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Scientific American celebrates possible multiverse theory – from cosmic dust?

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Remember this story from yesterday?: Planck satellite data says that big BICEP2 cosmic inflation multiverse is just dust

(If nothing else, given all the hype, this episode shows how much some need to believe we live in a multiverse.)

It turns out, according to Peter Woit, Scientific American has a feature (October 2014) that assumes the find isn’t just dust, promoting Larry Krauss:

If the recent discovery of gravitational waves emanating from the early universe holds up under scrutiny, it will illuminate a connection between gravity and quantum mechanics and perhaps, in the process, verify the existence of other universes

You’d have to pay for the article, but until the dust settles, why bother?

Didn’t science used to have higher standards? For example, waiting until we were sure it isn’t just dust?

See also: William Lane Craig is “disingenuous,” and he “shocked” Larry Krauss in a recent debate?

Hat tip: Not Even Wrong

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6 Replies to “Scientific American celebrates possible multiverse theory – from cosmic dust?

  1. 1
    Mapou says:

    Even if it isn’t dust, it’s still a cockamamie theory. There is no way to prove that a certain arrangement of cosmic dust was caused by hypothetical gravitational waves that occurred right after the Big Bang. It’s just pure conjecture bordering on superstition. We’ve seen those wild pseudoscientific conjectures before. The ‘Big Bang caused the cosmic microwave background’ conjecture comes to mind.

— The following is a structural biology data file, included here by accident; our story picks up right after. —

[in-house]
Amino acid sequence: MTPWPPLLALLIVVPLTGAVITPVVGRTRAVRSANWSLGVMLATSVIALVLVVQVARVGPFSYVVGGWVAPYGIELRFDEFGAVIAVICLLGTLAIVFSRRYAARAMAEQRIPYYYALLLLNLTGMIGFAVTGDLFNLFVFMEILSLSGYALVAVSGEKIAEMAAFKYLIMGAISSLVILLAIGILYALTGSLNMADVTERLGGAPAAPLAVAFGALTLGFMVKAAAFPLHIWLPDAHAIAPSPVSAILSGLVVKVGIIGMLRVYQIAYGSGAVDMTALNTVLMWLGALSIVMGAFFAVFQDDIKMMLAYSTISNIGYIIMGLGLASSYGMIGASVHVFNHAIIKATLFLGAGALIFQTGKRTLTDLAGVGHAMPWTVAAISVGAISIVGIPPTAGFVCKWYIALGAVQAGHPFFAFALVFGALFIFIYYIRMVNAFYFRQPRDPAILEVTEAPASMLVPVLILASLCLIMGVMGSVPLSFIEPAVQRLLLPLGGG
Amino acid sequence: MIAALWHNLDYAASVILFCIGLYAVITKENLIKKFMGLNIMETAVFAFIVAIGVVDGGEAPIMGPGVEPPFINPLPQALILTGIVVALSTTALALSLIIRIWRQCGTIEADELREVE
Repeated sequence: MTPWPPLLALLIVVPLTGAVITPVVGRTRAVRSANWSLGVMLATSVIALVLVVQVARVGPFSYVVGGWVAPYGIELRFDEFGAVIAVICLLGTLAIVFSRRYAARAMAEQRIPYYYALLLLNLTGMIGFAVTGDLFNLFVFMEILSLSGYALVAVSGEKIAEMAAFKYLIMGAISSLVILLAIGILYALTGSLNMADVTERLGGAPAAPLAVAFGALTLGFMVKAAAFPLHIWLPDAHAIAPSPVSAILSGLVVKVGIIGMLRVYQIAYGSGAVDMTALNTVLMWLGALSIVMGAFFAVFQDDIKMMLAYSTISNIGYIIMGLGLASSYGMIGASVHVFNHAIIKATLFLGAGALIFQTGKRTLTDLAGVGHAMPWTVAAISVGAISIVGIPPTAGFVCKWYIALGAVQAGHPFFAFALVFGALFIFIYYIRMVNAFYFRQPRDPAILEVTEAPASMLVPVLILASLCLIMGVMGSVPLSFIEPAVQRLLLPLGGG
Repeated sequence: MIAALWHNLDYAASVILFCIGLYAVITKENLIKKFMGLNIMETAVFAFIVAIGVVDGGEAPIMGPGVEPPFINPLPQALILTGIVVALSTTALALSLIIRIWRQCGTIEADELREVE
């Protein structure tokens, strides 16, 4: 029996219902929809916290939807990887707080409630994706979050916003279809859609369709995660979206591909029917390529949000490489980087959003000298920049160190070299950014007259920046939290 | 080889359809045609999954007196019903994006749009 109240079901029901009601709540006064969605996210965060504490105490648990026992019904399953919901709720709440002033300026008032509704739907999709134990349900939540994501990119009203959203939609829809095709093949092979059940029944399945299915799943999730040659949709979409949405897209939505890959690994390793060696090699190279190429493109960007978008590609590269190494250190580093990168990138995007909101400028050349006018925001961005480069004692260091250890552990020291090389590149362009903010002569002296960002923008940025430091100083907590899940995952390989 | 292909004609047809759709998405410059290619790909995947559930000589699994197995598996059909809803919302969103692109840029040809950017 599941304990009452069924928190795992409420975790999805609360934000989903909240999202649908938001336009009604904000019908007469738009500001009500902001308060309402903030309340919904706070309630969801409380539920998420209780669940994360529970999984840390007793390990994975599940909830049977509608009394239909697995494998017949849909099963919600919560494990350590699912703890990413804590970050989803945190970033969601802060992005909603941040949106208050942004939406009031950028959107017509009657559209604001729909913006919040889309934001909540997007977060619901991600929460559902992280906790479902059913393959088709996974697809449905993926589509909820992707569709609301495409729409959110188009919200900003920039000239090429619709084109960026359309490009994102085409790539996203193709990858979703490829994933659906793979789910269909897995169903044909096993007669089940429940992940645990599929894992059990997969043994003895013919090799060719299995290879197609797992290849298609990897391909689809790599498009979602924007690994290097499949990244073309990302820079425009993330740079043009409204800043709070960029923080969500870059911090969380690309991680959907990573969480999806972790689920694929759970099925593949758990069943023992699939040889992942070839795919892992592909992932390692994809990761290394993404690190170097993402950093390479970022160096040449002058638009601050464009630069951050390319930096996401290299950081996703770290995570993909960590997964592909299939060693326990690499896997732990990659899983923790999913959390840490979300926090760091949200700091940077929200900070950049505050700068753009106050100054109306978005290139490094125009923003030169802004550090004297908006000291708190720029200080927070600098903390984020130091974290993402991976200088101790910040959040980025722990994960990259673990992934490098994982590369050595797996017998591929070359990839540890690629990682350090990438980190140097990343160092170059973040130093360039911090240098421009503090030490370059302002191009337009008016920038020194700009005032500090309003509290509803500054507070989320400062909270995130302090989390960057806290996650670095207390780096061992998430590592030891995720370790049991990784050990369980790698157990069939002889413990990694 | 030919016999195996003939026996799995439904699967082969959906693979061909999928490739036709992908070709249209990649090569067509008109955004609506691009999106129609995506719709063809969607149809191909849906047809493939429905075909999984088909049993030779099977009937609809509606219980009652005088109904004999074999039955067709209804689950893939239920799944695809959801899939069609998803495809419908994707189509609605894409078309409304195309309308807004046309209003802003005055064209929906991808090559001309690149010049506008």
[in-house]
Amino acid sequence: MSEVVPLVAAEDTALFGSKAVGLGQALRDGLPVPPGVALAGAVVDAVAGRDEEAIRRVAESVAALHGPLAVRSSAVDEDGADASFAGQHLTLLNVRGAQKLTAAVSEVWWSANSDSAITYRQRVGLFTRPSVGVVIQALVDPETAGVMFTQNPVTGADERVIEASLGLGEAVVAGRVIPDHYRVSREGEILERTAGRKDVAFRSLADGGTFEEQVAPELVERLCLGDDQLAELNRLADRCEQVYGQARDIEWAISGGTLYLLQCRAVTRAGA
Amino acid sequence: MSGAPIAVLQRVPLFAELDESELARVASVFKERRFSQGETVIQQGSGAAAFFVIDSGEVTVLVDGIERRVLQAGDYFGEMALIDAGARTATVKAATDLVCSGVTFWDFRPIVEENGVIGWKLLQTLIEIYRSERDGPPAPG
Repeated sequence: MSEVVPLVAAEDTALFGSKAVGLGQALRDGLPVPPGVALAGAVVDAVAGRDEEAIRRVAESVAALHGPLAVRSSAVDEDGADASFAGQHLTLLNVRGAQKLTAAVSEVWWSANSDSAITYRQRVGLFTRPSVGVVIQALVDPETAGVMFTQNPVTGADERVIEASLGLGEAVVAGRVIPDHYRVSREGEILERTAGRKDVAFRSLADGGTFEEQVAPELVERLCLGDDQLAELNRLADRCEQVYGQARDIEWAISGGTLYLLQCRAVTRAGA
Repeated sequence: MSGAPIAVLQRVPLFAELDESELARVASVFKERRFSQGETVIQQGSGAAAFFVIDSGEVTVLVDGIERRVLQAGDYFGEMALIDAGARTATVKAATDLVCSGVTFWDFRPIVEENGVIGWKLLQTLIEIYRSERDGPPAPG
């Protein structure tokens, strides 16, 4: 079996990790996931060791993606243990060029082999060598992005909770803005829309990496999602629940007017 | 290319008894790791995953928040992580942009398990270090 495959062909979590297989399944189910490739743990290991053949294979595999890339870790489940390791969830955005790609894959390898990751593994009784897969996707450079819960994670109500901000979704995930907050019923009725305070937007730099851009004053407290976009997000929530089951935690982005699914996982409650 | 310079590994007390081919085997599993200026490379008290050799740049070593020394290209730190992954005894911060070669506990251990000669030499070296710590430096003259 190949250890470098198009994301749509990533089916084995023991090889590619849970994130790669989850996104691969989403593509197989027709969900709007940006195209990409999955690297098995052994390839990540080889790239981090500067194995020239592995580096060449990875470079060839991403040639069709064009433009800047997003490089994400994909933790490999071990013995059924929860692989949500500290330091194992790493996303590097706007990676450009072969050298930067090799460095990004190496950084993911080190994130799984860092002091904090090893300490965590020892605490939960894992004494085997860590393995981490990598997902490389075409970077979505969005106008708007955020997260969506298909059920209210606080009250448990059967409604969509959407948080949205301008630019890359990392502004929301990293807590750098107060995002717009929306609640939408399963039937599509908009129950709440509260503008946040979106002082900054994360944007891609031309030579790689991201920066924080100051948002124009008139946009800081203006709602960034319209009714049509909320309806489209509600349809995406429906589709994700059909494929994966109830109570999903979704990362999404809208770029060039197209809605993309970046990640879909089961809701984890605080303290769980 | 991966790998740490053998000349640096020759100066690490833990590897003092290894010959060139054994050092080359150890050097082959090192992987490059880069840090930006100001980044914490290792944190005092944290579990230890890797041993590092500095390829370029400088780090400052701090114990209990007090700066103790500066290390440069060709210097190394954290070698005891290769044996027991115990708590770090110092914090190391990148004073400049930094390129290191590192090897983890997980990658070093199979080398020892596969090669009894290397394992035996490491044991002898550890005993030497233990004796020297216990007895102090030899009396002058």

2. 2
    Neil Rickert says:

    “Scientific American” is not a science research journal.

    I stopped subscribing many years ago, so I haven’t been following what they publish. But, as I recall, they have always had a varied mix of articles — some on settled science, some on history of science, and some on speculative science.

    Didn’t science used to have higher standards?

    I don’t see this as related to the standards of science.

  3. 3
    the bystander says:

    Cosmology is based more on theories than on actual experiments – may be because it can’t be done- so it is just speculations by a bunch of people. What bothers me is that the discovery of ‘gravitational waves’ was supposed to have been made in ‘clean’ part of universe !! so it is clear they don’t even know which part of universe is ‘clean’. How do you expect people to believe cosmology is nothing but crap ?

  4. 4
    the bystander says:

    “Scientific American” is not a science research journal.

    Sure, but it reports based on scientific papers. It is not making up reports.

  5. 5
    ppolish says:

    I subscribe to SciAm and find it interesting. Last months Evolution Issue no exception. The last page had a summary of the “95% Chimp” idea showing chimps/gorilla/neanderthal – and suggesting sapien/Neanderthal might best be undestood split from those monkey dudes.
    The Gravitational Wave issue arrived today.

    Larry the Hat gives a summary of Inflation
    Theory after pointing out the fine-tuning in the Universe today. Larry doesn’t like fine-tuning. Dust is discussed on a page too. Larry doesn’t like dust either. Larry finishes his piece with giddy anticipation of Multiverse Extravaganzas.

    Larry was probably quite bummed with the Planck data just released. Boohoo:(

  6. 6
    News says:

    Neil Rickert at 2: Scientific American is owned by Nature but apparently now run by Twitter.

    http://www.uncommondescent.com.....y-twitter/

    I’d suggest Nature spin it off to Murdoch or Gannett or something.

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